CBA votes to refuse new legal aid work

The Criminal Bar Association (CBA) has voted to refuse any new legal aid work and in favour of ‘no returns’ by a margin of 10 per cent.

Of the 1,777 votes cast, 982 (55 per cent) were in favour of striking while 795 (45 per cent) were against. Membership of the CBA numbers around 4,000, meaning turnout for the vote was around 45 per cent.

The ballot question, voted on last night, asked members whether they would refuse any new work with a representation order after 1 July. In voting for the motion, criminal barristers support solicitors’ strike action, voted on regionally in late June.

The industrial action is an attempt to reverse the 8.75 per cent cut to solicitors’ fees, which was introduced on 1 July. Fees have been cut by 17.5 per cent over the last 15 months.

In voting for ‘no returns’ barristers have withdrawn their willingness to travel to courts anywhere in the country at very short notice in order to cover hearings where diaries clash. These hearings are often not remunerated but are essential to running Crown Courts efficiently.

The CBA’s executive board has already made arrangements about how to enact the no returns policy and best inform clients and arrange with court managers and judges to reschedule cases and avert clashes. It will consider exactly how best to achieve this ahead of its AGM tonight.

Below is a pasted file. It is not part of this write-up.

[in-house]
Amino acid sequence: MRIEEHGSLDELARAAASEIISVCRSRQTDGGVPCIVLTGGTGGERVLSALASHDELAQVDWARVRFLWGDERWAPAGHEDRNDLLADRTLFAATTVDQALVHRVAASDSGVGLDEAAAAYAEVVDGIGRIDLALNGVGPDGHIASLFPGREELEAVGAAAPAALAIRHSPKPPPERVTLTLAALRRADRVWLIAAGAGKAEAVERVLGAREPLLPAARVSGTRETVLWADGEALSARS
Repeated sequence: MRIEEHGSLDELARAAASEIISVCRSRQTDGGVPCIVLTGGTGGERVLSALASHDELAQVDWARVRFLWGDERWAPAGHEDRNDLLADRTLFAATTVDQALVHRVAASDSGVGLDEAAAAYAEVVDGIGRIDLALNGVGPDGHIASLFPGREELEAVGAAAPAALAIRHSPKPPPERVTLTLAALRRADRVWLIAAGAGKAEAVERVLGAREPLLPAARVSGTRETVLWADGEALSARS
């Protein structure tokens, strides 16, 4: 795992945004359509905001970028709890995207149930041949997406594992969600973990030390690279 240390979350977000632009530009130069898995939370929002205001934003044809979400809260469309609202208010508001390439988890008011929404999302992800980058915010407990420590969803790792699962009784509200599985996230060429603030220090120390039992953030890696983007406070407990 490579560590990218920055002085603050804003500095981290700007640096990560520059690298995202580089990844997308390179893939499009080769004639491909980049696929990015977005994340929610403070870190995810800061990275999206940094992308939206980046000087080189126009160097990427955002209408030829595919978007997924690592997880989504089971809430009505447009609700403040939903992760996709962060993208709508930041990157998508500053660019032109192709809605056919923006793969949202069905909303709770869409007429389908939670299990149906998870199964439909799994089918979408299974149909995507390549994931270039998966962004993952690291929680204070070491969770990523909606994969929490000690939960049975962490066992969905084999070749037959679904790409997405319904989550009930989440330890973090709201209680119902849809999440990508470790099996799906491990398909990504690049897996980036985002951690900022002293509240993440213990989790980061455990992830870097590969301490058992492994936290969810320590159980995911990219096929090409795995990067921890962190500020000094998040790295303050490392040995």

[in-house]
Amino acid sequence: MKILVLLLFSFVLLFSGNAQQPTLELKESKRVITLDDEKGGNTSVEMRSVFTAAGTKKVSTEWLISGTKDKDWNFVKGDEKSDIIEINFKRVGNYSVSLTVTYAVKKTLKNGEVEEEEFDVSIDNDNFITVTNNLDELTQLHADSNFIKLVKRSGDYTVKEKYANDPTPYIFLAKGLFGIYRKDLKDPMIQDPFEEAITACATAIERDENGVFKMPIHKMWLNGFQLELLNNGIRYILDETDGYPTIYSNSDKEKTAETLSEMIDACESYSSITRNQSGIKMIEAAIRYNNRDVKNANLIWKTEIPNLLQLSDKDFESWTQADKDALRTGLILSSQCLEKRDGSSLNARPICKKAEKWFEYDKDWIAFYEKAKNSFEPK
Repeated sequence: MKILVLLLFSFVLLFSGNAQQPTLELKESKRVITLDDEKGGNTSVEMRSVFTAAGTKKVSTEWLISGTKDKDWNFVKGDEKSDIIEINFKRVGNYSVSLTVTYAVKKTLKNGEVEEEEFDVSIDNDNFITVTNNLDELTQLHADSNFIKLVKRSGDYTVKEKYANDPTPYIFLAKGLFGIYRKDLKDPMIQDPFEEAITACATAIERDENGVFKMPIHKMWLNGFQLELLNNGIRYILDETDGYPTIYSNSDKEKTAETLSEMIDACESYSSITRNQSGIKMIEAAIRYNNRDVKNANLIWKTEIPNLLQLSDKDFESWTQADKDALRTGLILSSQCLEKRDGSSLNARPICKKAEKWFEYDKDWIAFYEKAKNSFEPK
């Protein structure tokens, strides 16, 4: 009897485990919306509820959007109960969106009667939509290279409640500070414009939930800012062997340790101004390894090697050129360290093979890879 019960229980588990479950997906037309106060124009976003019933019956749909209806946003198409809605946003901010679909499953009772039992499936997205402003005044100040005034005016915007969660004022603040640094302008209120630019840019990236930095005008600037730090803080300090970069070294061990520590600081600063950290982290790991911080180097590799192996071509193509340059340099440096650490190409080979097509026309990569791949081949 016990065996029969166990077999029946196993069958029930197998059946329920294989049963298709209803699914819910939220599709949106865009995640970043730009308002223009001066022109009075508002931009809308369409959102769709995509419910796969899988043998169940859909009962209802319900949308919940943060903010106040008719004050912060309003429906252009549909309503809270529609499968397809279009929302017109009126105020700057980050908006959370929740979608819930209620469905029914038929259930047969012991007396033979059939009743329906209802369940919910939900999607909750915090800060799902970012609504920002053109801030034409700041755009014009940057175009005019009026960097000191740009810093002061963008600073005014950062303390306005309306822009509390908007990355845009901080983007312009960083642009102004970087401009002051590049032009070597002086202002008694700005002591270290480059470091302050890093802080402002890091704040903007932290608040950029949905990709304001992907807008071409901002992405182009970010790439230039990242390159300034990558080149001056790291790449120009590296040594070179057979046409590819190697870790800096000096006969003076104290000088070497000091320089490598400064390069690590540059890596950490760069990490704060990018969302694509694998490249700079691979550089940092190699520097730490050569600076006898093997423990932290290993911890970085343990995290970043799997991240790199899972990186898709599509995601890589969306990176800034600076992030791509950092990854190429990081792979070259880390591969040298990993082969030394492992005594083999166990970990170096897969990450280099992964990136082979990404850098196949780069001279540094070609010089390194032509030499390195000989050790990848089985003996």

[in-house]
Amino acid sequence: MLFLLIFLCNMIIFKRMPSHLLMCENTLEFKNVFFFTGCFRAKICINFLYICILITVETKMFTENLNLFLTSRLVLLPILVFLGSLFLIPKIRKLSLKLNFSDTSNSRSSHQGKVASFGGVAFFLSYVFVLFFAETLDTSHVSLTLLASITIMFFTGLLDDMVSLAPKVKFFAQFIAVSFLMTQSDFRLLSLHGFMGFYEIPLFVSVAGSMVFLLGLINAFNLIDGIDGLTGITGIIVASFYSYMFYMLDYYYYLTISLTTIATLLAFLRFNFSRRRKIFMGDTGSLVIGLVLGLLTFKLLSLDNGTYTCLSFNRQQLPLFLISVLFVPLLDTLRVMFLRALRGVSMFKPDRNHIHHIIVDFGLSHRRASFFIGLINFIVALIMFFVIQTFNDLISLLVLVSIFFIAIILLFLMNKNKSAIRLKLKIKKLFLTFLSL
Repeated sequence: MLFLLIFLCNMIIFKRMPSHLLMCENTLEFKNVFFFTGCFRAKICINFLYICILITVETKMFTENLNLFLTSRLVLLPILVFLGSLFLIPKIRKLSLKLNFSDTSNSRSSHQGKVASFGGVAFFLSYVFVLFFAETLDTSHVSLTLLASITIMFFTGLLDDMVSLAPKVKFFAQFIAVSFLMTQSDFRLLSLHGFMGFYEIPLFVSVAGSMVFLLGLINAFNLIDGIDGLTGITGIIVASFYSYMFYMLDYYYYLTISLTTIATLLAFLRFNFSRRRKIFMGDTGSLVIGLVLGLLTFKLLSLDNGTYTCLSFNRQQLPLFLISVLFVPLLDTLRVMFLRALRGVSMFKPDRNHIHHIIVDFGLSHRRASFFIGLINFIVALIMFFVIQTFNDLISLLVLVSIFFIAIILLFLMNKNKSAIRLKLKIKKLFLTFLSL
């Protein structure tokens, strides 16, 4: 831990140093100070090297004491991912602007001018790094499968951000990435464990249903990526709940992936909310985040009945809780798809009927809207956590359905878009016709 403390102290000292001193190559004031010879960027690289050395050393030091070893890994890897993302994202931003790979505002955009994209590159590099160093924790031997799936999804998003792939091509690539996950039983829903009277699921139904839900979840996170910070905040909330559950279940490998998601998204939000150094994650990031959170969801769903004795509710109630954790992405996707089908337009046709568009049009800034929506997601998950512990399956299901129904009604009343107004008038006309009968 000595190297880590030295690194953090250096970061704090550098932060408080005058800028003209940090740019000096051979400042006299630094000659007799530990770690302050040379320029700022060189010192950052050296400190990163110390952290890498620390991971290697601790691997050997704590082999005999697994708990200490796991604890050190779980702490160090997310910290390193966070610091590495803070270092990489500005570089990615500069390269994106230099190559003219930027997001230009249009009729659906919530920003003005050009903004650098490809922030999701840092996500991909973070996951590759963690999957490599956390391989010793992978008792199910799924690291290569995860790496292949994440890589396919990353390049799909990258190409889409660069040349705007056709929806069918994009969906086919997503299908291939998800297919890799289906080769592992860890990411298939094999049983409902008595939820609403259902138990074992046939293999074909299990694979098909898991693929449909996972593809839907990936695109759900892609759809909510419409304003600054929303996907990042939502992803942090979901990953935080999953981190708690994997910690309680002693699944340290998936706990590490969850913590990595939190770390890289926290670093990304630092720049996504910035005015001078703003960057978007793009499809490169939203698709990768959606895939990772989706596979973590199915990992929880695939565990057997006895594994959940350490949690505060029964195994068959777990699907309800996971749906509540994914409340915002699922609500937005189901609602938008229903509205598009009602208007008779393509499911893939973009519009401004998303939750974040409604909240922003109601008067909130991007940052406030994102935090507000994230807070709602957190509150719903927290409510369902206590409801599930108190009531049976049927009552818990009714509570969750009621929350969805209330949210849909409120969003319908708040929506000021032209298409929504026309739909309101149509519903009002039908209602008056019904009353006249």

This action follows on from a decision by the CBA on 30 June not to strike with solicitors, despite a 96 per cent vote in favour of direct action in a survey of its members earlier this year. Turnout on that occasion was around 35 per cent.

The CBA’s executive chose not to ballot its members following the election and voted against strike action in late June during the period in which solicitors up and down the country voted in favour of action. It met with ministers since the election to discuss the reforms.

Justice minister Michael Gove said this morning while giving evidence to the Commons Justice Committee: “I’m disappointed that members of the criminal bar voted in their ballot to take action, though I think it was interesting that the vote was closer than many might have anticipated and there were a number of members of the criminal bar who didn’t vote.

“I have have deveoped an admiration for Tony Cross and the leadership of the Criminal Bar Association over the course of the meetings that I have had with them. I don’t believe that the leadership believe that action was necessary at this time. I think they recognise that we want to work constructively with them and with the bar to ensure we have a healthy criminal bar: it’s one of my top priorities.”

“I still think it is possible for the department to continue to talk to the CBA about meeting their concerns.”

He echoed the words of many at the bar when he added: “The Criminal Bar is proving an increasingly unattractive route to go down” for young lawyers. 

“When you and I were leaving university, Mr Chairman, the criminal Bar offered all sorts of attractive opportunities. Now we have to consider our successors who are leaving university now, and how we can ensure we have the quality of barristers we’ve had in the past.”